Science in Focus: Crystal Downing
Pastoral Hope in "Elysium"
Some may be surprised to discover that science fiction echoes a Greek literary genre called the "pastoral," developed in the 3rd century BCE, which emphasizes the dichotomy between civilized culture and the simplicity of rural life. In ancient pastoral texts, city leaders escaped their rigorous responsibilities by retreating to the countryside, returning to the polis refreshed by the down-to-earth wisdom and naïve innocence of milkmaids and shepherds (pastors). The pastoral thus celebrated "recreation" in the etymological sense of the term: a re-creation of one's sense of self through relaxation in bucolic nature. It is no coincidence that Virgil's Latin rendition of the pastoral genre is called The Bucolics (43-37 BCE).
A similar dichotomy between intellectual sophistication and the beauty of unadorned nature marked science fiction from its very start. In 1818, Mary Shelley portrayed Dr. Frankenstein escaping the horror of his scientific experiments by reveling in pristine Alpine vistas. Like the pastoral, in other words, science fiction establishes a tension between the natural and the cultural in order to explore what it means to be human. The difference, of course, is that the pastoral idealizes the past—a time when most people lived off the land—while science fiction (sometimes) idealizes the future: a time of potential re-creation through scientific discovery. Despite this difference, advances in civilization are usually rendered oppressive in both genres, each reflecting issues relevant to the time when it was written more than insight about either past or future.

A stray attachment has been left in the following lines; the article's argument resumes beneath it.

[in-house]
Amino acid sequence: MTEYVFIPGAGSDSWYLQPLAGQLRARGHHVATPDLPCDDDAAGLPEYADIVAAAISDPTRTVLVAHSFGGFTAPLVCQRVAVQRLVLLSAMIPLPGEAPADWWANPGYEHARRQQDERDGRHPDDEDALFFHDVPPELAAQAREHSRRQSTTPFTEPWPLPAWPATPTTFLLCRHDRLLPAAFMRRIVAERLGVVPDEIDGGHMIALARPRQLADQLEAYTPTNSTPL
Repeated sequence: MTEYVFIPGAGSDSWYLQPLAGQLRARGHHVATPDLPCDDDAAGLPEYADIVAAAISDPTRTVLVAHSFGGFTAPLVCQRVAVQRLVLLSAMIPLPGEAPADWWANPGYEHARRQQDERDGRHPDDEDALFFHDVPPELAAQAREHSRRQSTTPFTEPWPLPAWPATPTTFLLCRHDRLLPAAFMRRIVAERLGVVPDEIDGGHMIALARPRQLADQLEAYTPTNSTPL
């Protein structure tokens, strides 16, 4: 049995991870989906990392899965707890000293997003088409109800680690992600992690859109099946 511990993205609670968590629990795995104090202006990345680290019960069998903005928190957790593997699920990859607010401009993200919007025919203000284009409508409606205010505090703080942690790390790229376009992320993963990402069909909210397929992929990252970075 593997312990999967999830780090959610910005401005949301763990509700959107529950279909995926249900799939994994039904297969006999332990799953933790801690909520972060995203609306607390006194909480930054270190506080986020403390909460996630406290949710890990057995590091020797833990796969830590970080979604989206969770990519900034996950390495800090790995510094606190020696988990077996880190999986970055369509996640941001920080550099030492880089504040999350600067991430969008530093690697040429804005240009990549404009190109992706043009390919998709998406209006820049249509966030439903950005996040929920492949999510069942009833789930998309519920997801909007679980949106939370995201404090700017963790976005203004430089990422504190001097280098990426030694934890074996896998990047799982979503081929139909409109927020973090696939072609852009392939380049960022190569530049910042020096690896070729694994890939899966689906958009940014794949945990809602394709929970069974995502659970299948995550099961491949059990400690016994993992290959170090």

The dichotomized worlds presented in these literary genres are duplicated in cinema. In 1927, audiences viewed the first feature-length science-fiction movie, Metropolis, which, at the time, was the most expensive production in film history. Directed by Fritz Lang, the German expressionist film visualizes a city in which privileged citizens relax in a pleasure garden located on upper levels of Art Deco buildings while the working class toil in an oppressively mechanized world far below. This pattern is repeated in Ridley Scott's Blade Runner (1982), which ends with the protagonists escaping from a grimy, high-tech metropolis into civilization-free green pastures.
Elysium presents a similar dichotomy: green lawns and blue waters enjoyed by the wealthy elite contrast radically with the dusty browns of a decaying Los Angeles metropolis where the masses live far beneath those of privilege (in both senses of "beneath"). And in Elysium, it is far beneath. While Metropolis and Blade Runner place those with power in upper parts of buildings—a type of visual metaphor for the upper classes—Elysium places the elite in a resplendent space station (called Elysium) far above the earth itself. Seeming closer to heaven, Elysium is a paradise where people "never get sick or old," as one earthbound nun explains. Significantly, robotic androids are key to all three films, each of which explores the interface between technology and humanity—as in Frankenstein.